Moderated by Patrick Gaspard, OSF president and former U.S. ambassador to South Africa, the panel also explored solutions for ensuring a future of work rooted in a global economy that works for everyone.
One solution starts with unions themselves: “We need to get more women into union leadership,” said AFL-CIO Secretary-Treasurer Liz Shuler. “We cannot be afraid to fail and experiment and connect with young people by making the labor movement relevant to what they see in their lives.”
‘Elimination of Gender-Based Violence Key to Accessing Other Rights’
Solidarity Center Executive Director Shawna Bader-Blau: “Labor rights are core to all our democratic rights.” Credit: Solidarity Center/Tula Connell
Moderated by Solidarity Center Shawna Bader-Blau, the second panel included Libakiso Matlho, national director at Women and Law in Southern Africa Research and Education Trust–Lesotho (WLSA). Matlho discussed the recent landmark agreement agreement WLSA participated in negotiating that will address the rampant gender-based violence and harassment denying thousands of women garment workers a safe and dignified workplace in Lesotho.
Lesotho-based unions and women’s rights groups, major fashion brands and international worker rights organizations, including the Solidarity Center, negotiated the worker-centered program in August with factory owner Nien Hsing Textiles.
One element that sets the agreement apart from most corporate social responsibility (CSR) initiatives, she said, is the inclusion of freedom of association. With unions at the table, she said, employers can be held accountable to keeping their commitments.
Worker rights leaders Maricarmen Molina and Anannya Bhattacharjee discussed the structural underpinnings of gender-based violence at work and the ramifications for women workers who suffer such abuse.
“Violence and harassment are part of a continuum of behaviors in many of the systems where we work”—Mariecaremen Molina Credit: Solidarity Center/Tula Connell
“Violence and harassment are part of a continuum of behaviors in many of the systems where we work,” said Molina, the first woman secretary general of a national union confederation in Central America, the CSTS (Confederación Sindical de Trabajadores y Trabajadoras de El Salvador). The CSTS, working with the national federations CONFUERSA and FEASIES, recently won significant minimum wage increases for workers in service, industrial and agricultural sectors.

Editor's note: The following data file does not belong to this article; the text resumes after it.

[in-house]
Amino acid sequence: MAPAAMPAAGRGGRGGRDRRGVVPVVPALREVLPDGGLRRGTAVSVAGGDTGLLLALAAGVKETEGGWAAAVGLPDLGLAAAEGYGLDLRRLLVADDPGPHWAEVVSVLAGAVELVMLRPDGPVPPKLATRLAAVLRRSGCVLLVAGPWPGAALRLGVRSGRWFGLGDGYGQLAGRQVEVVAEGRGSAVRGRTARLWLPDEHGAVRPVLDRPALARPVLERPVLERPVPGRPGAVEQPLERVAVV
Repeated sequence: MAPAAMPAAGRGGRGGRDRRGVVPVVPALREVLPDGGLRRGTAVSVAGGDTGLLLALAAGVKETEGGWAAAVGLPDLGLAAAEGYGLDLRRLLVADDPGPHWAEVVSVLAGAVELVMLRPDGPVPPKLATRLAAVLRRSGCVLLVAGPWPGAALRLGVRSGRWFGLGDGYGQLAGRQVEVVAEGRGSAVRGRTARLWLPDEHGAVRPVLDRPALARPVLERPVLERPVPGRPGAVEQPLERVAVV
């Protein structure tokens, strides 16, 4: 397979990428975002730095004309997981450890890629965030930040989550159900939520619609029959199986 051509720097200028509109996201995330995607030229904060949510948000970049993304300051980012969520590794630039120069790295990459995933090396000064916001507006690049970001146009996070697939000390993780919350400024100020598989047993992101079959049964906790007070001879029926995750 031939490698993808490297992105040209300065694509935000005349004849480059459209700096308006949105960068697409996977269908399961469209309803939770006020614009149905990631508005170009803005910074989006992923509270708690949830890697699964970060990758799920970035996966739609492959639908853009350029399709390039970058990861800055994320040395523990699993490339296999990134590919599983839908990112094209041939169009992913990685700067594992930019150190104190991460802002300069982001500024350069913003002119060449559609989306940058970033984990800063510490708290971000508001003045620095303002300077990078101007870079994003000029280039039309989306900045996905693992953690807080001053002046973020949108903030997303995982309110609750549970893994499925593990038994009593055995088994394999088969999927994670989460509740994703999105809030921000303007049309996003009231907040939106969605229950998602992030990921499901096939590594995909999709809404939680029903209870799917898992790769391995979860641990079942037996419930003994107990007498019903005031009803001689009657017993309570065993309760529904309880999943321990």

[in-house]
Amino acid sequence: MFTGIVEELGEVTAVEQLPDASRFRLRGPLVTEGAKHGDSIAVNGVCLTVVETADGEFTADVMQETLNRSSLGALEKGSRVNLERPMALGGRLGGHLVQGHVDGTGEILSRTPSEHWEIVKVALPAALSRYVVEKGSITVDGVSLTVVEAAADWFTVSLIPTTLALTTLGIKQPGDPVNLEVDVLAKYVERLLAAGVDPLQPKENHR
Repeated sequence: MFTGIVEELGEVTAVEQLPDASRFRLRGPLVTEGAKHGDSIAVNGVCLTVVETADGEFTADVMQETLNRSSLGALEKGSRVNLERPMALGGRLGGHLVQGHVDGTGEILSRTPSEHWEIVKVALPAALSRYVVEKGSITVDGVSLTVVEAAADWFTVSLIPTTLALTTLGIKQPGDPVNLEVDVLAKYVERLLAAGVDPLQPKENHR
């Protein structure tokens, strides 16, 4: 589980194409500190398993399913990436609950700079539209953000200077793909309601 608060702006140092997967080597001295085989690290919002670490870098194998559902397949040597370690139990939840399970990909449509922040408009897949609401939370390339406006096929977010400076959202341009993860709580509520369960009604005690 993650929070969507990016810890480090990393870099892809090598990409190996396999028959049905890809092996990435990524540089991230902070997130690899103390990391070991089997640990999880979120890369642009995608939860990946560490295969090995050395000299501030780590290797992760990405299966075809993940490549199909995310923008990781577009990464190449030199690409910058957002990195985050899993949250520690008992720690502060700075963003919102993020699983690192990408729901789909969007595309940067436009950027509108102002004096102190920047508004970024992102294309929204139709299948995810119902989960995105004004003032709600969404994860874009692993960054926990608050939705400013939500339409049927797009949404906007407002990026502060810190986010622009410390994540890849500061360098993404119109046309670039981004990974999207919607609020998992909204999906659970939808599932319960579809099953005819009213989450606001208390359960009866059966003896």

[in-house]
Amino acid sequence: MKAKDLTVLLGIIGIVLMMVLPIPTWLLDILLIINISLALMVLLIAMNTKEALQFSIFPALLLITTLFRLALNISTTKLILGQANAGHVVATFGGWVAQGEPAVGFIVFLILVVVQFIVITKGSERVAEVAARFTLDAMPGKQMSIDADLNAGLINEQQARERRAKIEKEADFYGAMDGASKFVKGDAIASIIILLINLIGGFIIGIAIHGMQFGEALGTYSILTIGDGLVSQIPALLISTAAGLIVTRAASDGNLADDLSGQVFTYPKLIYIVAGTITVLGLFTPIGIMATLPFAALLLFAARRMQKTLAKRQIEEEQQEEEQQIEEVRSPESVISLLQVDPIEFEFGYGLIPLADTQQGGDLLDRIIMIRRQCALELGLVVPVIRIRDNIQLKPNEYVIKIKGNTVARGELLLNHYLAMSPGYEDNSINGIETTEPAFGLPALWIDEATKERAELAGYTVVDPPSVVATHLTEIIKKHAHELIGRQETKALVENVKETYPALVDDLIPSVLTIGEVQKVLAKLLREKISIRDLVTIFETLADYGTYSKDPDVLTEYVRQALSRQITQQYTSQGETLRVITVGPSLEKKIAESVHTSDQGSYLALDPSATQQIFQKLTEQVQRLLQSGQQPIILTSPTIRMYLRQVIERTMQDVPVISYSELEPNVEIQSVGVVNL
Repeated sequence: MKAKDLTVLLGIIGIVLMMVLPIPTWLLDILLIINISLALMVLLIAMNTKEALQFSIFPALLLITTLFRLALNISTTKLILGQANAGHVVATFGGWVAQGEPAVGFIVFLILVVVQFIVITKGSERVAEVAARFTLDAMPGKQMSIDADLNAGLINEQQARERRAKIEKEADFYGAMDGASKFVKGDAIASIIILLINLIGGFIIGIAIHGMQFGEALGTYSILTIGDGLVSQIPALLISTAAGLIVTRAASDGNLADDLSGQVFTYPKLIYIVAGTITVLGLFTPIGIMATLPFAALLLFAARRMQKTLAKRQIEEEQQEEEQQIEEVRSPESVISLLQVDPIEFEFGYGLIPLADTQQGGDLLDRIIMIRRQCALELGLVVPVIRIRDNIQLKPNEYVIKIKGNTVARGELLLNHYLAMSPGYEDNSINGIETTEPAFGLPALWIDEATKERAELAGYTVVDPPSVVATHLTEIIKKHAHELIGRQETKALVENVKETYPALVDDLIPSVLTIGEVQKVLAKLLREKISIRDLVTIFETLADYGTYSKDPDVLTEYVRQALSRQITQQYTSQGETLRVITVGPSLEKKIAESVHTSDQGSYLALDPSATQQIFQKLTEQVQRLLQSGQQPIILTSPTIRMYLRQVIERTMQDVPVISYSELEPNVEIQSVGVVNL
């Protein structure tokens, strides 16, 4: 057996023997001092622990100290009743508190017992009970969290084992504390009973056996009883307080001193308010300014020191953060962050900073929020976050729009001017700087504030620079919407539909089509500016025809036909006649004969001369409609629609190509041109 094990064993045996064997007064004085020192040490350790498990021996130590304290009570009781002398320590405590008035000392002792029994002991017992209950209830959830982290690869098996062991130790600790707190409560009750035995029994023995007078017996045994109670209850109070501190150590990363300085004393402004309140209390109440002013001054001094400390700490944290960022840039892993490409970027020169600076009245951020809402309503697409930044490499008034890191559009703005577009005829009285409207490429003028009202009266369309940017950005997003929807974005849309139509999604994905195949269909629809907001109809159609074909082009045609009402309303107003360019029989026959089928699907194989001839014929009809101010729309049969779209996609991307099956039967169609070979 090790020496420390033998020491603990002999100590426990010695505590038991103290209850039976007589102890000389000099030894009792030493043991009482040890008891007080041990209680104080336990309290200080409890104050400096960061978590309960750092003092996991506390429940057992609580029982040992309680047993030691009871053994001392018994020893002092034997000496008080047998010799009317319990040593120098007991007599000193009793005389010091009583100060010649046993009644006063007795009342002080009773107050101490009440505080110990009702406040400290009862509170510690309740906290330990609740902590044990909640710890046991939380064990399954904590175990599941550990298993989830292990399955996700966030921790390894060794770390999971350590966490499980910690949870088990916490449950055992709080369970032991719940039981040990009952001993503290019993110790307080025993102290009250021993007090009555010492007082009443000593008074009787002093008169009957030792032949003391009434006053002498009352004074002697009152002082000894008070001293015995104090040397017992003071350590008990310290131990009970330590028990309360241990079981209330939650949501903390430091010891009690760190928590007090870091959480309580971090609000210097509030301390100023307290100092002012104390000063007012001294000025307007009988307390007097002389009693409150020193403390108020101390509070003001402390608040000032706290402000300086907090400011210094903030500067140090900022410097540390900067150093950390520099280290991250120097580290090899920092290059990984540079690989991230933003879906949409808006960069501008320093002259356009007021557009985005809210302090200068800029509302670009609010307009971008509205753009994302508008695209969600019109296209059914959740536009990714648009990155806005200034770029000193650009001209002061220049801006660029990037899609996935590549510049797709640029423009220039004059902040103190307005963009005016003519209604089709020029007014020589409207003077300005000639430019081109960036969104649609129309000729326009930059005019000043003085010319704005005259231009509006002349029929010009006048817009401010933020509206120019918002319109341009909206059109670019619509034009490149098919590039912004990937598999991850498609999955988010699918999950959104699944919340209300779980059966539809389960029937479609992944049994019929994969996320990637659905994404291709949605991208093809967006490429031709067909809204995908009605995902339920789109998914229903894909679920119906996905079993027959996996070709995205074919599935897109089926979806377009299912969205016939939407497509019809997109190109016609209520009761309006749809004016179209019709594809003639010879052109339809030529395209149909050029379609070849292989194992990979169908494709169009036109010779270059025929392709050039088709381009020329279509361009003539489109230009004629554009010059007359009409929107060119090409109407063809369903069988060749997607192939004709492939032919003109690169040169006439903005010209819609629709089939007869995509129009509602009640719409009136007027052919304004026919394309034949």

“We have found that gender-based violence at the workplace is the most corrosive element that works against everything,” said Bhattacharjee, international coordinator for the Asia Floor Wage Alliance.
“It is really difficult for women in those situations to attempt to form unions,” which would enable them to join together to improve their working conditions.
With Global Labor Justice, Asia Floor Wage Alliance this year launched a global campaign, #GarmentMeToo, a movement led by women union leaders to contribute to new international labor standards.
Elimination of gender-based violence is the necessary condition for accessing other labor rights, such as the right to a living wage, such as the right to freedom of association,” said Bhattacharjee. “It is part of a global supply chain where the brands are the main drivers. Their purchasing practices are what causes the gender-based violence. Anything we do, they have to build held accountable in any agreement that works.”
Unions and collective action are key to holding employers accountable and to ensuring workers can exercise their fundamental rights on the job, the panelists agreed. And “labor rights are core to democracies, they are core to making all our other democratic rights real,” said Bader-Blau, closing the event. “These rights are under attack in every single one of our countries right now. And it is on all of us to stand up for worker rights.
“For every woman trade unionist who has ever received a death threat for daring to lead… for every new activist young and old entering the labor movement right now who doesn’t know if she has a place because our institutions have for so long been so male dominated, we see you,” she said.
“We respect and honor what you are trying to do to make our democracies stronger and more just. You are the future and we all of us in this room have your back because this is what democracy looks like!”
The CUNY School of Labor and Urban Studies hosted the event, with Dean Gregory Mantsios welcoming the group.